A concussion is a form of traumatic brain injury (TBI), which can be caused by any blow to the head, face or neck, or a blow to the body which causes a sudden jarring of the head. Concussion can occur with or without loss of consciousness and can result in many other symptoms such as dizziness, nausea, reduced attention and concentration, memory problems and headaches.
There is variation among medical professionals on how to define, diagnose, or treat concussion. Doctors recommend one week’s rest following a concussion, however, there is very little hard evidence to suggest that this is adequate. If an athlete were to suffer from a knee injury, they may be forced to stop playing for several months – unfortunately, if something were to happen to the brain, there is currently no clear, objective way to determine when it will be safe to return to play.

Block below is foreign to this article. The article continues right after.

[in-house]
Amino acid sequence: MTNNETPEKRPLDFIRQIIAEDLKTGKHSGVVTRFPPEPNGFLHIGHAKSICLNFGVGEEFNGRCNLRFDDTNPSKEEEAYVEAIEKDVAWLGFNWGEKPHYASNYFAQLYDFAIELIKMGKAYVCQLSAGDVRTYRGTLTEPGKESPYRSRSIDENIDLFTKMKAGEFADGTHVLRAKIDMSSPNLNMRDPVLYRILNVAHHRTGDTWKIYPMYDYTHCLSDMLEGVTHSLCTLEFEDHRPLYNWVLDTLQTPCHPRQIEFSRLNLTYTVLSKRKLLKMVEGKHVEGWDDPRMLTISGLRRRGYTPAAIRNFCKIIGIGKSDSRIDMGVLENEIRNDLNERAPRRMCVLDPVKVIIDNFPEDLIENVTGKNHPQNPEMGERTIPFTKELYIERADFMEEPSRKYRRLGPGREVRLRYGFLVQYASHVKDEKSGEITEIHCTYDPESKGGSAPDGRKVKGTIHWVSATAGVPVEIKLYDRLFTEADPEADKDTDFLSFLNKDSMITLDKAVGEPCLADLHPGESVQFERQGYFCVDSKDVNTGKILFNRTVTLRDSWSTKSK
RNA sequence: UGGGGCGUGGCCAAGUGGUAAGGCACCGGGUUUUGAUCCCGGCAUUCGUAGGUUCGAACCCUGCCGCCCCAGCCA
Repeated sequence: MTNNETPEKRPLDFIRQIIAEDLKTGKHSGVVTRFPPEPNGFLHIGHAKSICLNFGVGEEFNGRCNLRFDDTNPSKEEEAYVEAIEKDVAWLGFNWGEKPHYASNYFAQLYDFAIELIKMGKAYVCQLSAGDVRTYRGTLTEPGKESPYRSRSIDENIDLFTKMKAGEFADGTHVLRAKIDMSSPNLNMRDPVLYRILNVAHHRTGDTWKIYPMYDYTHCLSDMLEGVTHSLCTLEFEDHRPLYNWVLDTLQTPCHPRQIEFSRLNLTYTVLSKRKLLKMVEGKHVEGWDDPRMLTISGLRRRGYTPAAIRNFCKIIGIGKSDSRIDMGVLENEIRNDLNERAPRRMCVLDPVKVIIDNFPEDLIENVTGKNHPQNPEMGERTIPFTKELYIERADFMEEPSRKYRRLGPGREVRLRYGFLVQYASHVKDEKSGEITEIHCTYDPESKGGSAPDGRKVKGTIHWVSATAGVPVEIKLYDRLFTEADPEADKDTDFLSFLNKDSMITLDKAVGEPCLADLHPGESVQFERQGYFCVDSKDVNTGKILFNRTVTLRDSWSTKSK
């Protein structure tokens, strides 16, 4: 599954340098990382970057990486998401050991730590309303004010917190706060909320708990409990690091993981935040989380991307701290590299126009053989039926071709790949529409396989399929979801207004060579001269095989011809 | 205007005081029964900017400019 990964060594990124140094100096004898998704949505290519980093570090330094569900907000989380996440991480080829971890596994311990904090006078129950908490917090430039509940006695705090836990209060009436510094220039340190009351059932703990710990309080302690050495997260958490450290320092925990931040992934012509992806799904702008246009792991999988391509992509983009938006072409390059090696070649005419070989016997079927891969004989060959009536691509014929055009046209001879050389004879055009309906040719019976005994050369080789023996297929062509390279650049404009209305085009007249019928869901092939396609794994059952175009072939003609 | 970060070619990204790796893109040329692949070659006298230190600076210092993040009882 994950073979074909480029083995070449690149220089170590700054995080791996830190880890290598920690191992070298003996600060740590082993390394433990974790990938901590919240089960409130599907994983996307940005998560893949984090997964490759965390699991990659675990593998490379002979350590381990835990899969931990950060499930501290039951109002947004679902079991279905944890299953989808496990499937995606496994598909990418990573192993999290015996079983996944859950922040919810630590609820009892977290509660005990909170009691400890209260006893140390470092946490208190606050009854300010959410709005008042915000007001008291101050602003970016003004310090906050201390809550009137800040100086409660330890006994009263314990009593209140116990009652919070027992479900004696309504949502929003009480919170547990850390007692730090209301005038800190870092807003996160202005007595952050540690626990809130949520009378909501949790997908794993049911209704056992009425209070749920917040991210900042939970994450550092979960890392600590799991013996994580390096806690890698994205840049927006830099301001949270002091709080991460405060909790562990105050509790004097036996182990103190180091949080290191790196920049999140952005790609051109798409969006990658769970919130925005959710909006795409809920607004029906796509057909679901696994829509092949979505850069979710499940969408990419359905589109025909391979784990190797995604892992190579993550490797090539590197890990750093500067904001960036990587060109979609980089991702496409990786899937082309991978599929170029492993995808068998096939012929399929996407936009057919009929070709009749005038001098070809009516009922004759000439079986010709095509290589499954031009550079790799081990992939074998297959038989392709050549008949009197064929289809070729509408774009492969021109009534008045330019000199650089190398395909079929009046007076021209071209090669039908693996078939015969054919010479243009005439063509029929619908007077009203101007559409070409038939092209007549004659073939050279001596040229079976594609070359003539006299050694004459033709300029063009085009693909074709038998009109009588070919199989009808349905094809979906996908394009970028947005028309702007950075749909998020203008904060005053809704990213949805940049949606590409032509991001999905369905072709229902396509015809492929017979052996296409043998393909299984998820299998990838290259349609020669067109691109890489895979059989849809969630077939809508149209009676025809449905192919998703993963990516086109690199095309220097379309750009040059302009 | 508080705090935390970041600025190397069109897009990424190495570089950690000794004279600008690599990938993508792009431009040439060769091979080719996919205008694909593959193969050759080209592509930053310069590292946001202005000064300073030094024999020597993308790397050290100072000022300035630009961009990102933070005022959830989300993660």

Currently, little is known about the long-term effects of concussive impacts on the brain. Links between head injury and dementia in sport are just beginning to be explored in more detail. The signs and symptoms of a concussion often last for 7-10 days in adults but can last much longer; players may take many weeks or months to recover. As more is understood about the long-term effects of concussion, it is important that a cautious approach is taken to the safety and wellbeing of players.
Current sporting guidelines are based on the best available evidence, but it is well known within the sporting and clinical community that there is much work to be done to improve the evidence base. The Drake Foundation is committed to investing in new, scientifically-significant studies to address this issue.
Current sponsored research by The Drake Foundation can be found on our Research Activities page.
Stay up-to-date with the latest research news in brain injury at our partner site Neurology Central. Register for free to see all concussion content, supported by The Drake Foundation.